Second Science Symposium
January 18 - 21, 2005
Chemical Control of Phytophthora ramorum Causing Foliar Disease in Hardy Nursery Stock in the UK
Judith Turner, Philip Jennings, Sam McDonough, Debbie Liddell
& Jackie Stonehouse
A range of fungicides have been tested for activity against P. ramorum using both in vitro and in vivo tests. All fungicides had proven activity against Phytophthora species and either had full approval for use on hardy ornamental nursery stock in the UK, or could be used under the Revised Long Term Arrangements for Extension of Use (2002). Fungicides were initially tested for in vitro activity against mycelial growth and spore germination of two isolates of P. ramorum from the UK. Agar plate tests showed that metalaxyl-M (SL 567A), dimethomorph/mancozeb (Invader), etridiazole (Standon Etridiazole 35) and fenamidone/mancozeb (Sonata) were the most effective fungicides against mycelial growth. Tests on activity of the fungicides against spore germination showed that metalaxyl-M, SL 567A, etridiazole, fenamidone/mancozeb, azoxystrobin (Amistar) and famoxadone/cymoxanil (Tanos) were most effective. In both tests metalaxyl-M was by far the most effective of all the fungicides tested. Seven fungicides: metalaxyl-M, dimethomorph/mancozeb, cymoxanil/mancozeb (Curzate M68), fenamidone/mancozeb, etridiazole, azoxystrobin and famoxadone/cymoxanil were tested for protectant and eradicant activity on containerised rhododendron and viburnum. All fungicides were applied as foliar sprays at the manufacturer’s recommended rate. On rhododendron, metalaxyl-M, azoxystrobin and fenamidone/mancozeb completely inhibited symptom development when applied as protectant treatments either 4 or 7 days prior to inoculation. However, on viburnum only metalaxyl-M was completely effective at all protectant timings. Fenamidone/mancozeb was effective when applied 4 days prior to inoculation but efficacy was greatly reduced when the treatment was applied 3 days earlier. Fungicides were generally less effective when applied as eradicants. The most effective was metalaxyl-M, completely inhibiting disease development when applied 4 days after inoculation. None of the fungicides completely controlled disease development on viburnum when applied after the same time period. Despite the fact that metalaxyl-M was the most effective fungicide for control of P. ramorum, use of this fungicide has not been recommended due to the significant risk of the rapid development of fungicide resistance in the pathogen. Co-formulations and mixtures of metalaxyl-M with other active ingredients, including those shown to be effective in this study (e.g. azoxystrobin and fenamidone/mancozeb), need to be investigated to develop a protocol for durable fungicidal control of P. ramorum.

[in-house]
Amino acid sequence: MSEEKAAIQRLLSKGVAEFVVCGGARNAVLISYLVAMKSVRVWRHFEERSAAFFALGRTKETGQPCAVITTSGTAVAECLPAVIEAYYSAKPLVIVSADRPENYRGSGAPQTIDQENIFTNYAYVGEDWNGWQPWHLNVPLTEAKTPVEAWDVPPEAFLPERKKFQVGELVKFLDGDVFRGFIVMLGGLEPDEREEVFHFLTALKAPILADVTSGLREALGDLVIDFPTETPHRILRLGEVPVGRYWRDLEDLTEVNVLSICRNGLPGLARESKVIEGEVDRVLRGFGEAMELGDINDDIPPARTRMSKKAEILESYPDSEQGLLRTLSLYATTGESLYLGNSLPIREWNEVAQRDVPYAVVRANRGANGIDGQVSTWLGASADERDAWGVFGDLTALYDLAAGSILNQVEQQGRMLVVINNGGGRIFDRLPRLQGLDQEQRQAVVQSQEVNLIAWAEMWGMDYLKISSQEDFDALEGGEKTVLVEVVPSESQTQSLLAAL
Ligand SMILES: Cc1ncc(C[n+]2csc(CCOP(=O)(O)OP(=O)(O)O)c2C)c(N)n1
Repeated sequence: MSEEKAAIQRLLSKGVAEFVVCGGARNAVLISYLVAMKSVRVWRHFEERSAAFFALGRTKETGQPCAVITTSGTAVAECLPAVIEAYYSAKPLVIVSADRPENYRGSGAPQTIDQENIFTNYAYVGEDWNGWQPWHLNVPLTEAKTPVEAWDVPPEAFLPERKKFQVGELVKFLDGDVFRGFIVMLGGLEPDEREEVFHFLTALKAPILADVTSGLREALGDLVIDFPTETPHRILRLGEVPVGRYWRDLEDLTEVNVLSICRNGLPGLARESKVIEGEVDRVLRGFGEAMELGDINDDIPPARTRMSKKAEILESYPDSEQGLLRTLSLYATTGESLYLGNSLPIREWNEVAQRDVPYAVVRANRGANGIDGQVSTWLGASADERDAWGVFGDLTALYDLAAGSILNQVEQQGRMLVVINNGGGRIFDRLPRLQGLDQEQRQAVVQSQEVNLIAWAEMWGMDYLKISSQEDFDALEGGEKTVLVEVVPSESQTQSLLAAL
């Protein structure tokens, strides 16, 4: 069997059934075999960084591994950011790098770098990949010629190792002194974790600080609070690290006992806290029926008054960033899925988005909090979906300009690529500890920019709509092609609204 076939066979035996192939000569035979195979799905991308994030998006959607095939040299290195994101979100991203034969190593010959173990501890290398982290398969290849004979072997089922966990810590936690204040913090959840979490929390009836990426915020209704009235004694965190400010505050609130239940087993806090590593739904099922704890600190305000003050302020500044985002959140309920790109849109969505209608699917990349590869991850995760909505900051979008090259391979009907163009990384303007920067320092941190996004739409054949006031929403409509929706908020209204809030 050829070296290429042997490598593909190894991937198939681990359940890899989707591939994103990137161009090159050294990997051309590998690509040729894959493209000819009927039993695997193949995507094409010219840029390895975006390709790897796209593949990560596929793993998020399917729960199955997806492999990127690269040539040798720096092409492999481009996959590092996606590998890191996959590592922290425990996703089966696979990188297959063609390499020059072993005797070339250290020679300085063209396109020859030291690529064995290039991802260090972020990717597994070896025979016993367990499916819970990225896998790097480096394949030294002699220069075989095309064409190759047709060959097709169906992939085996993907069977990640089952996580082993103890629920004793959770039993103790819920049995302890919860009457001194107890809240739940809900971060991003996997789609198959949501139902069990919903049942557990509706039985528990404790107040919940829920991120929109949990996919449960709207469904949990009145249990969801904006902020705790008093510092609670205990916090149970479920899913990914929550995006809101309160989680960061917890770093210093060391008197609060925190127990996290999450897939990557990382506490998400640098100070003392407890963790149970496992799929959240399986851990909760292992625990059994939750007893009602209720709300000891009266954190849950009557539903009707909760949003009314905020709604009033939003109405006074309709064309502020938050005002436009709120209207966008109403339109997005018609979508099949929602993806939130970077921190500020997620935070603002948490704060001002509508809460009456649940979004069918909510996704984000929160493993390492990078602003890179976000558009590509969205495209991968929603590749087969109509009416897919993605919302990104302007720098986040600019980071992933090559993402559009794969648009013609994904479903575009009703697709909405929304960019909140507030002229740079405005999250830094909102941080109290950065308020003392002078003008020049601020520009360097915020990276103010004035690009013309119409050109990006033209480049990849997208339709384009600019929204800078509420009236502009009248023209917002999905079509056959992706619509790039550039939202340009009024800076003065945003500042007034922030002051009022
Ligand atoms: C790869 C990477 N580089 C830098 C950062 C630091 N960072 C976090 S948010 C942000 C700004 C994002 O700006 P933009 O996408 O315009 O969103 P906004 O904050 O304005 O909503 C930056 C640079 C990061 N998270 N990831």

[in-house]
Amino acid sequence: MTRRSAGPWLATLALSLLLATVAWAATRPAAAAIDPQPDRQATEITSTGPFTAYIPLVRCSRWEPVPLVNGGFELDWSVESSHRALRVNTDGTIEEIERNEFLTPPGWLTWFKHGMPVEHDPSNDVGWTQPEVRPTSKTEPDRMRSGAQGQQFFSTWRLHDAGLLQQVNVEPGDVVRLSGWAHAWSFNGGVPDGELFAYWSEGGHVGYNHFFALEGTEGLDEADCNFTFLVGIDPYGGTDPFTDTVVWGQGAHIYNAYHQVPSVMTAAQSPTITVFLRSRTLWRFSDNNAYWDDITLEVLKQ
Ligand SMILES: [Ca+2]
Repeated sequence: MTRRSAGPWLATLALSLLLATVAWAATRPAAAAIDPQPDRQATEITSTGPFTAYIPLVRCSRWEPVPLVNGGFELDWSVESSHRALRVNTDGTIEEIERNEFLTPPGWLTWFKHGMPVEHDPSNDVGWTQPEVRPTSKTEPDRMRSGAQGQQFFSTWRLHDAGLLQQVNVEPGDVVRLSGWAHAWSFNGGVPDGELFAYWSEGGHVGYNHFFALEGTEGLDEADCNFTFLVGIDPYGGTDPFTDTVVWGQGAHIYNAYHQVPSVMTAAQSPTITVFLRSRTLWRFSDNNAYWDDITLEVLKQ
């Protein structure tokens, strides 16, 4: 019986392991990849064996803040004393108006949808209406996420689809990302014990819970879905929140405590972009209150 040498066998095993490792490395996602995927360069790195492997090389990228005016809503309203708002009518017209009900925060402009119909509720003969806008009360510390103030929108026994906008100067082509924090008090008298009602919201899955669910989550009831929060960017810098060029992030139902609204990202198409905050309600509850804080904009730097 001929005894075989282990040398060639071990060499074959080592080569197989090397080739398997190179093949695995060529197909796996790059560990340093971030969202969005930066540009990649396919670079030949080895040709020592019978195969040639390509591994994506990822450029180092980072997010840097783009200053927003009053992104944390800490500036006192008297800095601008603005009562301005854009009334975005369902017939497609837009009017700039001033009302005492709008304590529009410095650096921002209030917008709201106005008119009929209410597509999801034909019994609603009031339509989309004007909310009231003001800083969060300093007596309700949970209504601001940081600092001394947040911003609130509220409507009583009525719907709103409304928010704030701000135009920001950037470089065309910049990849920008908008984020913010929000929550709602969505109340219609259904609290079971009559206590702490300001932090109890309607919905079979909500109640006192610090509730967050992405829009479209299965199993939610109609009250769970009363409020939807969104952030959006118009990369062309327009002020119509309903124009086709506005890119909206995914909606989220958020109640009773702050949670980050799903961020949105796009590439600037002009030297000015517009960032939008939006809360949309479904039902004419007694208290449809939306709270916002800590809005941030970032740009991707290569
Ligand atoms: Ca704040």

Overall, the project has demonstrated that, subject to further investigation, chemical treatments could play a major role in future control and containment strategies for P. ramorum. However, before growers in the UK could adopt the results of the work there would need to be changes in the current eradication policy for P. ramorum and further experimental work carried out on rates and methodologies for fungicide application and on the development of sound anti-resistance strategies.
| Coordinated by:
USDA Forest Service Pacific Southwest Research Station
University of California Integrated Hardwood Range Management Program,
Center for Forestry, Division of Agriculture and Natural Resources, and
California Oak Mortality Task Force
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